World leader in the development and application of radioisotope and stable isotope analytical techniques for over 45 years.Read More
CAIS is the oldest radiocarbon laboratory in the world that is ISO/IEC 17025:2005 certified and among the most accurate.Read More
CAIS scientists are always seeking new methodologies and analytical techniques that improve the quality of our data.Read More
Since 1988, IFP has led students on a cross-country expedition to see America through scientific and cultural lenses.Read More
The Center for Applied Isotope Studies is the oldest AMS radiocarbon & stable isotope laboratory in the world (est. 1968) that is ISO/IEC 17025:2005 accredited. Our commitment to experiential STEM education, research excellence, and superior service sets us apart from for-profit businesses. As an interdisciplinary research center, our scientists are experts in physical chemistry, geology, marine science, physics, archaeology, ecology and biology. This means that CAIS researchers are able to effectively collaborate in research programs and participate in method development for myriad of industrial and academic applications.
Our analytical capabilities include accelerator mass spectrometry (AMS), stable isotope ecology, natural products and biobased product testing, organic compound and biomarker analysis, and elemental analysis by X-ray fluorescence and inductively coupled plasma mass spectrometry and optical emission spectrometry (ICP-MS and ICP-OES. Additionally, CAIS has recently acquired a high-resolution multiple collector ICP-MS (HRMC ICP-MS) capable of very high precision quantification of most isotopic systems.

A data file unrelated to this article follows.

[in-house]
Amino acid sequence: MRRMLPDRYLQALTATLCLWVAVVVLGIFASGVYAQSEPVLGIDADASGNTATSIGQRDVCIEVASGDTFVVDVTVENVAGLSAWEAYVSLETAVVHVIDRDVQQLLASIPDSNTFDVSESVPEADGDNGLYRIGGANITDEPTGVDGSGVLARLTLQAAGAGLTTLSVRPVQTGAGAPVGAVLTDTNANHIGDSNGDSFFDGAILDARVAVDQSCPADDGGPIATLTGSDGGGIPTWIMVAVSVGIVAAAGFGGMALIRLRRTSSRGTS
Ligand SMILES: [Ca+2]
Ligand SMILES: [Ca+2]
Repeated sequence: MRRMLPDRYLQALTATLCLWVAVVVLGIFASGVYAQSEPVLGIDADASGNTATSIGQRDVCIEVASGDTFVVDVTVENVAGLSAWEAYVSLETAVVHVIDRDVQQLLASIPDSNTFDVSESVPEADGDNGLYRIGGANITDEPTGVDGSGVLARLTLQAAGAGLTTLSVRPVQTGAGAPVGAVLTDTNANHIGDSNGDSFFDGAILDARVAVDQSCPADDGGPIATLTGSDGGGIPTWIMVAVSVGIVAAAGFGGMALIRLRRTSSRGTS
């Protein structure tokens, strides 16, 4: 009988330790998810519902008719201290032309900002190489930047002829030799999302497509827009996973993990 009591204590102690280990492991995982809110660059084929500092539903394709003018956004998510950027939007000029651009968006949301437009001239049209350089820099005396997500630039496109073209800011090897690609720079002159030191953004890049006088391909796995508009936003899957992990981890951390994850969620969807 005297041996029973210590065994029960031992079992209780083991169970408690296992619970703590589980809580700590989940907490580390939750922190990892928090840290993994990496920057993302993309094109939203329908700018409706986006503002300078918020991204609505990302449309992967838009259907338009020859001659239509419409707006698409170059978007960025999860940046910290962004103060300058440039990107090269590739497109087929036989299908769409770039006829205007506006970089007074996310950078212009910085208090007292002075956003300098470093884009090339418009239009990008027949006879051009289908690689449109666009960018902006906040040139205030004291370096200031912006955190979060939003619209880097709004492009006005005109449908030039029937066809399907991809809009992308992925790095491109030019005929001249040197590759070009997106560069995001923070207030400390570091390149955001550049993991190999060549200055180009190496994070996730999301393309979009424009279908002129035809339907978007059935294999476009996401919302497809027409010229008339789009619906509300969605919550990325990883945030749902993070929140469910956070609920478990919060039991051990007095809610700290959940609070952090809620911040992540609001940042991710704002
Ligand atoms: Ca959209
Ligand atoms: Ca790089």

Mona, a new postdoc at CAIS’s Laboratory, takes avocados, spikes them with pesticides, and then runs various procedures to compare the quality of results from one method to the next. Why?
“Do you know radiocarbon dating?” Dr. Alex Cherkinsky, a senior research scientist at CAIS.. He searches his desk for pen and scrap paper. “I will show you. If you’re going to work here you should know.”
“I never felt more connected to the people I’m studying than when I was out in this big bay in waste-deep water [collecting shells], and I look around and kids are doing the same thing with their parents.” Carla said.